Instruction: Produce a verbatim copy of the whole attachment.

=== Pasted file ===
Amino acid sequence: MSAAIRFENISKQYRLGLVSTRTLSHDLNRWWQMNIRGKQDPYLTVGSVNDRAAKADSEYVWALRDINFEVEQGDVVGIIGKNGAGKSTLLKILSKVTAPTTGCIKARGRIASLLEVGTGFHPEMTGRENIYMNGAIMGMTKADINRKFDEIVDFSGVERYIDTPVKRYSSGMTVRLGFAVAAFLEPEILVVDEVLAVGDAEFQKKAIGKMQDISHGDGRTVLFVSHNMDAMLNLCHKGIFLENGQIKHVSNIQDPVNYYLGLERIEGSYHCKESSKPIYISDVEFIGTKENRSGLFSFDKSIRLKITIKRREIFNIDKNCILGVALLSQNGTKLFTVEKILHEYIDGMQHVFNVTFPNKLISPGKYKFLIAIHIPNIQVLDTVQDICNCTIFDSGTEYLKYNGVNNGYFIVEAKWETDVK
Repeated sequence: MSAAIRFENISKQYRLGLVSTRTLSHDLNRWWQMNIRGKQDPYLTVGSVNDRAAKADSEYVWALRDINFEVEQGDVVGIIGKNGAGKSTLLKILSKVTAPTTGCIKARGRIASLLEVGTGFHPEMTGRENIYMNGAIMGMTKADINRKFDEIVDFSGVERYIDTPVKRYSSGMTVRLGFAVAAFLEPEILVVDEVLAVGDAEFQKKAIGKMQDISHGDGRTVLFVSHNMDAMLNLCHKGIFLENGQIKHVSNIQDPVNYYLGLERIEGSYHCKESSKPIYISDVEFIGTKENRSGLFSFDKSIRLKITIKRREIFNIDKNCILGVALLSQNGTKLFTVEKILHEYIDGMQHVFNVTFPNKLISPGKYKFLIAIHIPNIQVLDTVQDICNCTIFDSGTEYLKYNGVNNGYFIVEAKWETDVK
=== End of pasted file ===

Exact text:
Amino acid sequence: MSAAIRFENISKQYRLGLVSTRTLSHDLNRWWQMNIRGKQDPYLTVGSVNDRAAKADSEYVWALRDINFEVEQGDVVGIIGKNGAGKSTLLKILSKVTAPTTGCIKARGRIASLLEVGTGFHPEMTGRENIYMNGAIMGMTKADINRKFDEIVDFSGVERYIDTPVKRYSSGMTVRLGFAVAAFLEPEILVVDEVLAVGDAEFQKKAIGKMQDISHGDGRTVLFVSHNMDAMLNLCHKGIFLENGQIKHVSNIQDPVNYYLGLERIEGSYHCKESSKPIYISDVEFIGTKENRSGLFSFDKSIRLKITIKRREIFNIDKNCILGVALLSQNGTKLFTVEKILHEYIDGMQHVFNVTFPNKLISPGKYKFLIAIHIPNIQVLDTVQDICNCTIFDSGTEYLKYNGVNNGYFIVEAKWETDVK
Repeated sequence: MSAAIRFENISKQYRLGLVSTRTLSHDLNRWWQMNIRGKQDPYLTVGSVNDRAAKADSEYVWALRDINFEVEQGDVVGIIGKNGAGKSTLLKILSKVTAPTTGCIKARGRIASLLEVGTGFHPEMTGRENIYMNGAIMGMTKADINRKFDEIVDFSGVERYIDTPVKRYSSGMTVRLGFAVAAFLEPEILVVDEVLAVGDAEFQKKAIGKMQDISHGDGRTVLFVSHNMDAMLNLCHKGIFLENGQIKHVSNIQDPVNYYLGLERIEGSYHCKESSKPIYISDVEFIGTKENRSGLFSFDKSIRLKITIKRREIFNIDKNCILGVALLSQNGTKLFTVEKILHEYIDGMQHVFNVTFPNKLISPGKYKFLIAIHIPNIQVLDTVQDICNCTIFDSGTEYLKYNGVNNGYFIVEAKWETDVK